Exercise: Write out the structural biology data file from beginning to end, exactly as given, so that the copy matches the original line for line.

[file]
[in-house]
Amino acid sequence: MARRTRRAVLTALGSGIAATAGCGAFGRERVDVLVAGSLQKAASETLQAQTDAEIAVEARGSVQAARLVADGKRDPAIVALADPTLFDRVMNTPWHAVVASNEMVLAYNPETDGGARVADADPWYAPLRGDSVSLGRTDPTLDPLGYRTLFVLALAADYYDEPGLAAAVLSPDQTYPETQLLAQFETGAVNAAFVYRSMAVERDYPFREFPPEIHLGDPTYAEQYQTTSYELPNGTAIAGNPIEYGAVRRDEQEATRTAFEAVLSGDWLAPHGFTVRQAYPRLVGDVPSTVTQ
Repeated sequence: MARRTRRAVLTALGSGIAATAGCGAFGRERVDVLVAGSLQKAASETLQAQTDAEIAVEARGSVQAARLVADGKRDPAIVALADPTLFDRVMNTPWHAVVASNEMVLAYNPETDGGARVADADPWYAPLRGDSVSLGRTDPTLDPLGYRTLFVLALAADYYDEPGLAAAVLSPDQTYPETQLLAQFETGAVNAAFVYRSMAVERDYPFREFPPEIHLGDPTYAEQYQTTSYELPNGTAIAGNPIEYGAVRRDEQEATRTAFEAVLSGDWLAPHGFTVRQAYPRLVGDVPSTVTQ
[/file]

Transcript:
[in-house]
Amino acid sequence: MARRTRRAVLTALGSGIAATAGCGAFGRERVDVLVAGSLQKAASETLQAQTDAEIAVEARGSVQAARLVADGKRDPAIVALADPTLFDRVMNTPWHAVVASNEMVLAYNPETDGGARVADADPWYAPLRGDSVSLGRTDPTLDPLGYRTLFVLALAADYYDEPGLAAAVLSPDQTYPETQLLAQFETGAVNAAFVYRSMAVERDYPFREFPPEIHLGDPTYAEQYQTTSYELPNGTAIAGNPIEYGAVRRDEQEATRTAFEAVLSGDWLAPHGFTVRQAYPRLVGDVPSTVTQ
Repeated sequence: MARRTRRAVLTALGSGIAATAGCGAFGRERVDVLVAGSLQKAASETLQAQTDAEIAVEARGSVQAARLVADGKRDPAIVALADPTLFDRVMNTPWHAVVASNEMVLAYNPETDGGARVADADPWYAPLRGDSVSLGRTDPTLDPLGYRTLFVLALAADYYDEPGLAAAVLSPDQTYPETQLLAQFETGAVNAAFVYRSMAVERDYPFREFPPEIHLGDPTYAEQYQTTSYELPNGTAIAGNPIEYGAVRRDEQEATRTAFEAVLSGDWLAPHGFTVRQAYPRLVGDVPSTVTQ